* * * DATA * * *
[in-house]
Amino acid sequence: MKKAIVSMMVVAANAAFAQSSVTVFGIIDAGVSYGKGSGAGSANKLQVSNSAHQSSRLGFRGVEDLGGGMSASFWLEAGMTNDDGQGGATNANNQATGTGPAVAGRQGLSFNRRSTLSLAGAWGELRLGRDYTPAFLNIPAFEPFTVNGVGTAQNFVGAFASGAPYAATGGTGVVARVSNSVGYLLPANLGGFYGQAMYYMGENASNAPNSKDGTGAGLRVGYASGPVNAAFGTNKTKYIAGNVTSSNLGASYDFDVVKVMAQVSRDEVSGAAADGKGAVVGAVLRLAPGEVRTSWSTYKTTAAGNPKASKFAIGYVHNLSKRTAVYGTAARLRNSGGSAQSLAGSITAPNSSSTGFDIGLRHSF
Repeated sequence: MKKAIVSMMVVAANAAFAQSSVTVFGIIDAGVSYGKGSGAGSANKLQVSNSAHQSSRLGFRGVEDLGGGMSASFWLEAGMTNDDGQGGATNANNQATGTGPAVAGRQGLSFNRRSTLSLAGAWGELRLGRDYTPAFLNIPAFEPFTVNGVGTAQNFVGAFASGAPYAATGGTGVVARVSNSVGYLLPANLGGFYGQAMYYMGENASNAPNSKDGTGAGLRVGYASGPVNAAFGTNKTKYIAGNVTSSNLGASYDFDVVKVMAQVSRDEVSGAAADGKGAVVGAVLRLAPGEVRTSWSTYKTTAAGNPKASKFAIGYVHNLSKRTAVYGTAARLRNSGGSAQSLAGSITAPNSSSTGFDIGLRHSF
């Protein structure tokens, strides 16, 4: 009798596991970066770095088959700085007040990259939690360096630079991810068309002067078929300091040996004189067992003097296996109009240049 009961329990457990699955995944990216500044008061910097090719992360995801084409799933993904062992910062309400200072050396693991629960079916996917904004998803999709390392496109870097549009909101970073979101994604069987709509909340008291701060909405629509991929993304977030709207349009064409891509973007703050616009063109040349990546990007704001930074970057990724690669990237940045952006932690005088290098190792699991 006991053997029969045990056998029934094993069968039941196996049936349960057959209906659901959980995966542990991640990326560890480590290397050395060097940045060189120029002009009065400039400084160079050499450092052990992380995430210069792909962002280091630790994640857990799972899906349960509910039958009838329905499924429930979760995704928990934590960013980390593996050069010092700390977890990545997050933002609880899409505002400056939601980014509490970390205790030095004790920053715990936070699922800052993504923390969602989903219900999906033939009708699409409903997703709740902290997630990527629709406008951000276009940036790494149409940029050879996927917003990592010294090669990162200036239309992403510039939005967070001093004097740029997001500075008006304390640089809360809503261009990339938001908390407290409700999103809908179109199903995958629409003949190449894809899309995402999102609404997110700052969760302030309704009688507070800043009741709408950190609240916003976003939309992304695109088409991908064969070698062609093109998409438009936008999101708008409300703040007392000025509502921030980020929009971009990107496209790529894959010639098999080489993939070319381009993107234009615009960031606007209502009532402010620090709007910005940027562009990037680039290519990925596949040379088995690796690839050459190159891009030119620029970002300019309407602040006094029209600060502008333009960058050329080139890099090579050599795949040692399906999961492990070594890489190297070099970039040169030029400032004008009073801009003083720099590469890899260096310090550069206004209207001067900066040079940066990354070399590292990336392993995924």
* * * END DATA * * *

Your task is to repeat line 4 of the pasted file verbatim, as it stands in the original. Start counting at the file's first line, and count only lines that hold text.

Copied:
């Protein structure tokens, strides 16, 4: 009798596991970066770095088959700085007040990259939690360096630079991810068309002067078929300091040996004189067992003097296996109009240049 009961329990457990699955995944990216500044008061910097090719992360995801084409799933993904062992910062309400200072050396693991629960079916996917904004998803999709390392496109870097549009909101970073979101994604069987709509909340008291701060909405629509991929993304977030709207349009064409891509973007703050616009063109040349990546990007704001930074970057990724690669990237940045952006932690005088290098190792699991 006991053997029969045990056998029934094993069968039941196996049936349960057959209906659901959980995966542990991640990326560890480590290397050395060097940045060189120029002009009065400039400084160079050499450092052990992380995430210069792909962002280091630790994640857990799972899906349960509910039958009838329905499924429930979760995704928990934590960013980390593996050069010092700390977890990545997050933002609880899409505002400056939601980014509490970390205790030095004790920053715990936070699922800052993504923390969602989903219900999906033939009708699409409903997703709740902290997630990527629709406008951000276009940036790494149409940029050879996927917003990592010294090669990162200036239309992403510039939005967070001093004097740029997001500075008006304390640089809360809503261009990339938001908390407290409700999103809908179109199903995958629409003949190449894809899309995402999102609404997110700052969760302030309704009688507070800043009741709408950190609240916003976003939309992304695109088409991908064969070698062609093109998409438009936008999101708008409300703040007392000025509502921030980020929009971009990107496209790529894959010639098999080489993939070319381009993107234009615009960031606007209502009532402010620090709007910005940027562009990037680039290519990925596949040379088995690796690839050459190159891009030119620029970002300019309407602040006094029209600060502008333009960058050329080139890099090579050599795949040692399906999961492990070594890489190297070099970039040169030029400032004008009073801009003083720099590469890899260096310090550069206004209207001067900066040079940066990354070399590292990336392993995924």